# Boolean logic ## 1 Boolean algebra and logic gates

In the 1840s, English mathematician George Boole developed an algebra (a set of operators and laws) for variables that can have just two states – true and false. Thus, a Boolean value is equivalent to one bit:

 False 0 off True 1 on

The operators defined by Boole are pervasive throughout all of computing. You may have encountered them in doing library or other database searches. The ones we’ll consider are:

The figure illustrates both the algebraic notation and the circuit diagram notation. The elements of circuit diagrams are called gates, as in “AND gate” or “XOR gate.” The “XOR” (`⊕`) operator is named for “exclusive OR.”

The behavior of these operators can be defined by truth tables:

`A` `B` `A·B` `A+B` `A'` `A⊕B`
0 0 0 0 1 0
0 1 0 1 1 1
1 0 0 1 0 1
1 1 1 1 0 0

The first two columns indicate the values of the two variables, `A` and `B`. There are four rows because two variables can take on four different values (22 = 4). If there were three variables, there would need to be 23 = 8 rows.

## 2 Combinational circuits

We combine the gates into combinational circuits to achieve various effects. For example, the algebraic expression `X = A·B + A·C` corresponds precisely to the following circuit diagram:

and we can discover its results by completing the truth table:

`A` `B` `C` `D=A·B` `E=A·C` `X=D+E`
0 0 0 0 0 0
0 0 1 0 0 0
0 1 0 0 0 0
0 1 1 0 0 0
1 0 0 0 0 0
1 0 1 0 1 1
1 1 0 1 0 1
1 1 1 1 1 1

Exercise: Try drawing the circuits and the truth tables for `X=(A·B)'` and for `Y=A'+B'`. They should produce the same result for all inputs `A` and `B`. This is one of DeMorgan’s Laws.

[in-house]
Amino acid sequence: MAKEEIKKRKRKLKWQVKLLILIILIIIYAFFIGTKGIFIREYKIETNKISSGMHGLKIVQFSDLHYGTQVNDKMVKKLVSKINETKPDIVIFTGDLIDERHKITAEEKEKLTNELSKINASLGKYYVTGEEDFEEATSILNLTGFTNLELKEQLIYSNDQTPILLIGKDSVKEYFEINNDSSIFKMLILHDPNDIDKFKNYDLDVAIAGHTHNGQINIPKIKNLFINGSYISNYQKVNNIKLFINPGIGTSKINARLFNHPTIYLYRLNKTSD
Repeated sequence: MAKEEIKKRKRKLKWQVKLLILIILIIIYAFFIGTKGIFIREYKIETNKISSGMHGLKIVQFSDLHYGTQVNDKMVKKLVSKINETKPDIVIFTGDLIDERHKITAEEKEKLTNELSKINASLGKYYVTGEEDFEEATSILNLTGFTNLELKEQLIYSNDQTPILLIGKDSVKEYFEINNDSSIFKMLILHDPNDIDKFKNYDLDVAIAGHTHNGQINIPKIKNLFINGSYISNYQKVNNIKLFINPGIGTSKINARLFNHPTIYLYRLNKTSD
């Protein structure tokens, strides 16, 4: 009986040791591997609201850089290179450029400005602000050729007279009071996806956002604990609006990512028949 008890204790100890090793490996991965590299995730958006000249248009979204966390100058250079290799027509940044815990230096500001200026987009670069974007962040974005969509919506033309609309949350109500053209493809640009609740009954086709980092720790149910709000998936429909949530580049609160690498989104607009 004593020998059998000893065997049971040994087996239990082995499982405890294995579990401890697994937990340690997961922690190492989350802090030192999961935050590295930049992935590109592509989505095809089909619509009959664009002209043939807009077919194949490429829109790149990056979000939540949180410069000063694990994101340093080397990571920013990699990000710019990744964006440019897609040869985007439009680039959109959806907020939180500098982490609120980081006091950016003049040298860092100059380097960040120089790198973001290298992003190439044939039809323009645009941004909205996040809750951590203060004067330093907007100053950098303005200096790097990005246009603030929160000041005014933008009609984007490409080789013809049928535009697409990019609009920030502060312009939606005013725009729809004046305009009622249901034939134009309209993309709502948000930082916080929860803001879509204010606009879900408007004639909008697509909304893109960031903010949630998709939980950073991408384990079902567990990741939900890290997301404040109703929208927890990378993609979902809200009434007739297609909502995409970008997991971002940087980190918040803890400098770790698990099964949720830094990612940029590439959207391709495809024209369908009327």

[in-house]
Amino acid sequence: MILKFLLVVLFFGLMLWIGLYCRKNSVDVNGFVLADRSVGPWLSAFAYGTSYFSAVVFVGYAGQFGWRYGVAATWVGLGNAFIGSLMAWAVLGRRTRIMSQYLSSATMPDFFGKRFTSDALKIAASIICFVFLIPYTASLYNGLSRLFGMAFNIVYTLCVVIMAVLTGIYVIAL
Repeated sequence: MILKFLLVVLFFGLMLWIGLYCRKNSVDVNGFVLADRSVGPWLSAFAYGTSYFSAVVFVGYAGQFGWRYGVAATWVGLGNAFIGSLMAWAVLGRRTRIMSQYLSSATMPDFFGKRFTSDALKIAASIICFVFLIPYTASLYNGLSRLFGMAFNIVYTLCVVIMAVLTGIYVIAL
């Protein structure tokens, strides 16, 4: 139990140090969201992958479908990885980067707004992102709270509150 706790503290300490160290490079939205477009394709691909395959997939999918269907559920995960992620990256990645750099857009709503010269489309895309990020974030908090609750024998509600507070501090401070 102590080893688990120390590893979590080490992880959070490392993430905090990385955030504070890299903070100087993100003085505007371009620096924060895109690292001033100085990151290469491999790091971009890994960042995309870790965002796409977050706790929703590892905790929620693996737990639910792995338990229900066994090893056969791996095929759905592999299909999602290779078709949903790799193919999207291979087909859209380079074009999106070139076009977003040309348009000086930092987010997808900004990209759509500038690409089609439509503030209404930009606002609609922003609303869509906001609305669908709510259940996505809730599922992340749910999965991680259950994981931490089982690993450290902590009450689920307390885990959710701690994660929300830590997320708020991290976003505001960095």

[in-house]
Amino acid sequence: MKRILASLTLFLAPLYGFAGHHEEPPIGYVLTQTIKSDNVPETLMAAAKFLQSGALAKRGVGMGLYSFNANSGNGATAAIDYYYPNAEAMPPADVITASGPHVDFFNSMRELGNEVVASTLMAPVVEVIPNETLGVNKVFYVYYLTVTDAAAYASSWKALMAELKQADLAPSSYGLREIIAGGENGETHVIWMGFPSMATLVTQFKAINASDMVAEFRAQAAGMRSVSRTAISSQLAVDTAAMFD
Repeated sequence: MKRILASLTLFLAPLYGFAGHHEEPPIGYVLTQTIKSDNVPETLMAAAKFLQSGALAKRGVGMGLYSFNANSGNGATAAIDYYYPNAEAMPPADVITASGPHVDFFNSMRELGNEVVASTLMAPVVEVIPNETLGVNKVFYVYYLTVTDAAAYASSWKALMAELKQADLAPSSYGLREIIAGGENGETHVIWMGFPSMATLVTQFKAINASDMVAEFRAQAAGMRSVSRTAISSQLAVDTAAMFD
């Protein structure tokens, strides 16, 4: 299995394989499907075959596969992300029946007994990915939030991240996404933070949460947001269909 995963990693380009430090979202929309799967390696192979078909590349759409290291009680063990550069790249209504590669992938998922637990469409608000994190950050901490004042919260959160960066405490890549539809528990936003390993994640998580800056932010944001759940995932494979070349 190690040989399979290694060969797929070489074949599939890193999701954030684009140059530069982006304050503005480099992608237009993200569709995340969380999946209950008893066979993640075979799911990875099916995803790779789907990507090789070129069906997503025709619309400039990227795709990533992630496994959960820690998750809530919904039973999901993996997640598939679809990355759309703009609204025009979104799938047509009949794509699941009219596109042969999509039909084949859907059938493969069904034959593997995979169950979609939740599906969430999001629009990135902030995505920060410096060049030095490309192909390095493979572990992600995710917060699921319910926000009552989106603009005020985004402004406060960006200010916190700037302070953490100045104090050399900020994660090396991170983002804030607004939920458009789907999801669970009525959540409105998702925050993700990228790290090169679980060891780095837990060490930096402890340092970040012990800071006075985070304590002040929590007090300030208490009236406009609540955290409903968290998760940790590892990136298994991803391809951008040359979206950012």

## 3 Sequential circuits

We’ll just look at the S-R (NAND) latch.

This is a sequential circuit, rather than combinational. That means it contains cycles. One way to make sense of a cycle is to think in terms of the values of wires from one moment to the next. You can subscript each variable with the time of interest: St vs St+1, etc.

```M[t+1] = (S · N[t])'
N[t+1] = (M[t] · R)'
```
`S` `R` `M[t]` `N[t]` `M[t+1]` `N[t+1]`
1 1 1 0 1 0
1 1 0 1 0 1
1 0 1 0 1 1
1 0 1 1 0 1
1 0 0 1 0 1
0 1 0 1 1 1
0 1 1 1 1 0
0 1 1 0 1 0

## 4 Logisim software

This section refers to a program called Logisim, which should run on any platform with a Java Runtime Environment. Figure 5: On a Mac, if you see the “unidentified developer” error, go into System Preferences » Security and look for the button that says Open Anyway.

Once you open Logisim, there are a few tools you should familiarize yourself with. The hand tool (leftmost on the toolbar) allows you to turn inputs on and off. The arrow tool (next to it) allows you to place components onto the grid, move them around, and wire them together.

In the side-bar, the main components we’ll be using are in the Gates section, but there’s also the Pin (under Wiring) and the LED (under Input/Output).

When you have a component selected, its properties appear in the lower left of the screen. You can use these to create a label for your pins and LEDs.

Here is the 3-bit adder circuit I did in class. If that file doesn’t open automatically in Logisim, you can start Logisim first and then use File » Open.